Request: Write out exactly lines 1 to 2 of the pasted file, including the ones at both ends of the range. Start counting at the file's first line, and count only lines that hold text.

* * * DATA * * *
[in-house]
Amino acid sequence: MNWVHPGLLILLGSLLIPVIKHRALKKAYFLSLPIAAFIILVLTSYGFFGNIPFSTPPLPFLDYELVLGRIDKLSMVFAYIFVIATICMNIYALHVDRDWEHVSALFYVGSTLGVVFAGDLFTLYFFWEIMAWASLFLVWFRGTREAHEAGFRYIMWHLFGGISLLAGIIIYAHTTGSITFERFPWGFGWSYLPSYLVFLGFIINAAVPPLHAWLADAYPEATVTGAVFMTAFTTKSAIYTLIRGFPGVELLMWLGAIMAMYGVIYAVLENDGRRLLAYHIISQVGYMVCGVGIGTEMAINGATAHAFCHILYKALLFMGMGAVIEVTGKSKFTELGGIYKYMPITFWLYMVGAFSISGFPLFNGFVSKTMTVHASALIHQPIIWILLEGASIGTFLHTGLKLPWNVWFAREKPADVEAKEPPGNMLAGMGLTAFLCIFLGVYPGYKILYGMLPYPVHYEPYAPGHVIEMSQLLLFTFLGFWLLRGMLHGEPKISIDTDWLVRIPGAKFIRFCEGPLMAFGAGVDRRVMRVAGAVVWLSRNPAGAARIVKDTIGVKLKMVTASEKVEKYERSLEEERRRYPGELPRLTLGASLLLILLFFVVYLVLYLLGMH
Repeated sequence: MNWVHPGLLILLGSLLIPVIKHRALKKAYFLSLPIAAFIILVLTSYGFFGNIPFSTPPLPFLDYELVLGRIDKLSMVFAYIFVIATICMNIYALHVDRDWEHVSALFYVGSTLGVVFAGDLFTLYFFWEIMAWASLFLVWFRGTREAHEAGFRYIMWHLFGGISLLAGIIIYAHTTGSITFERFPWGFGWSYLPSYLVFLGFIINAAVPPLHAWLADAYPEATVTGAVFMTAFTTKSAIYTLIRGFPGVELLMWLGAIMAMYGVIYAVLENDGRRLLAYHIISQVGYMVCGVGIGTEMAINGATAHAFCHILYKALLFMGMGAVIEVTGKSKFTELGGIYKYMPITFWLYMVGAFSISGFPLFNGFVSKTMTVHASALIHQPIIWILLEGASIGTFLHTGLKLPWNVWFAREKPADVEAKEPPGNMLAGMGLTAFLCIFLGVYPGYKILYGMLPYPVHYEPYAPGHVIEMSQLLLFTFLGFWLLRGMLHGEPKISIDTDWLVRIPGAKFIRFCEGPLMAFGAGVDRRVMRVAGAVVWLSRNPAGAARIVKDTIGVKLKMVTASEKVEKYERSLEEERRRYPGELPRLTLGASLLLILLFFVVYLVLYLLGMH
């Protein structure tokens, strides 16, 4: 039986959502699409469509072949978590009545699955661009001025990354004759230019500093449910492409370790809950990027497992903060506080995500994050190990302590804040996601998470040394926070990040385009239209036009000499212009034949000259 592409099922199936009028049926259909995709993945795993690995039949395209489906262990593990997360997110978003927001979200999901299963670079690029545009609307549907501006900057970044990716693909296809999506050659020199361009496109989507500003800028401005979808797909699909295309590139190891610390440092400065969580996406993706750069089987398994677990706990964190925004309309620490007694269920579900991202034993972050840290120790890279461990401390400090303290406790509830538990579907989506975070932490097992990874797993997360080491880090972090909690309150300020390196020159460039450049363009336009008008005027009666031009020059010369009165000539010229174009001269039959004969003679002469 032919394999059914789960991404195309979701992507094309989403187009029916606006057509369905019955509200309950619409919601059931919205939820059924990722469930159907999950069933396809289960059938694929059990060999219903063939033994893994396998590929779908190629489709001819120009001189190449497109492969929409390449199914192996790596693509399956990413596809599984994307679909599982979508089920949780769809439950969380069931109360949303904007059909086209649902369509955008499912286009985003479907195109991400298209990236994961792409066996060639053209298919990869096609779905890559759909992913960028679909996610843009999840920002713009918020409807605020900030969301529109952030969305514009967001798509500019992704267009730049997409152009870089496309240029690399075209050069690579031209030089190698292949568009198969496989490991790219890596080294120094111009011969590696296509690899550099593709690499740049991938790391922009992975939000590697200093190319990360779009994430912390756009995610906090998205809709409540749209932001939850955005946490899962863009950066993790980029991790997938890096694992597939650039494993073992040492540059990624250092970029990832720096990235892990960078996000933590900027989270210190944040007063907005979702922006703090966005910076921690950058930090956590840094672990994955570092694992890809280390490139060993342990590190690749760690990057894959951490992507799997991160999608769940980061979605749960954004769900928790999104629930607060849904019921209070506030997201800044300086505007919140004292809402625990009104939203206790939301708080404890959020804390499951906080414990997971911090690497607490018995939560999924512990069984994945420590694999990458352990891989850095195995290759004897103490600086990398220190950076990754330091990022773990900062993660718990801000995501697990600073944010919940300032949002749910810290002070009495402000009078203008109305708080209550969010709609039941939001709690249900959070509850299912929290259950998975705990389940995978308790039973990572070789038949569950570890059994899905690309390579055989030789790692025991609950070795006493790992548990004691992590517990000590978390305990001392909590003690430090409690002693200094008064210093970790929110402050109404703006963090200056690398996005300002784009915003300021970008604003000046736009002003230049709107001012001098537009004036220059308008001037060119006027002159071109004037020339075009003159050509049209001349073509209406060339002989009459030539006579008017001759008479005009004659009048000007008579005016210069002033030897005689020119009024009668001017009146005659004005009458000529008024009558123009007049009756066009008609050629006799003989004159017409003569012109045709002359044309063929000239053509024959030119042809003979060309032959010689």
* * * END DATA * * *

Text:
[in-house]
Amino acid sequence: MNWVHPGLLILLGSLLIPVIKHRALKKAYFLSLPIAAFIILVLTSYGFFGNIPFSTPPLPFLDYELVLGRIDKLSMVFAYIFVIATICMNIYALHVDRDWEHVSALFYVGSTLGVVFAGDLFTLYFFWEIMAWASLFLVWFRGTREAHEAGFRYIMWHLFGGISLLAGIIIYAHTTGSITFERFPWGFGWSYLPSYLVFLGFIINAAVPPLHAWLADAYPEATVTGAVFMTAFTTKSAIYTLIRGFPGVELLMWLGAIMAMYGVIYAVLENDGRRLLAYHIISQVGYMVCGVGIGTEMAINGATAHAFCHILYKALLFMGMGAVIEVTGKSKFTELGGIYKYMPITFWLYMVGAFSISGFPLFNGFVSKTMTVHASALIHQPIIWILLEGASIGTFLHTGLKLPWNVWFAREKPADVEAKEPPGNMLAGMGLTAFLCIFLGVYPGYKILYGMLPYPVHYEPYAPGHVIEMSQLLLFTFLGFWLLRGMLHGEPKISIDTDWLVRIPGAKFIRFCEGPLMAFGAGVDRRVMRVAGAVVWLSRNPAGAARIVKDTIGVKLKMVTASEKVEKYERSLEEERRRYPGELPRLTLGASLLLILLFFVVYLVLYLLGMH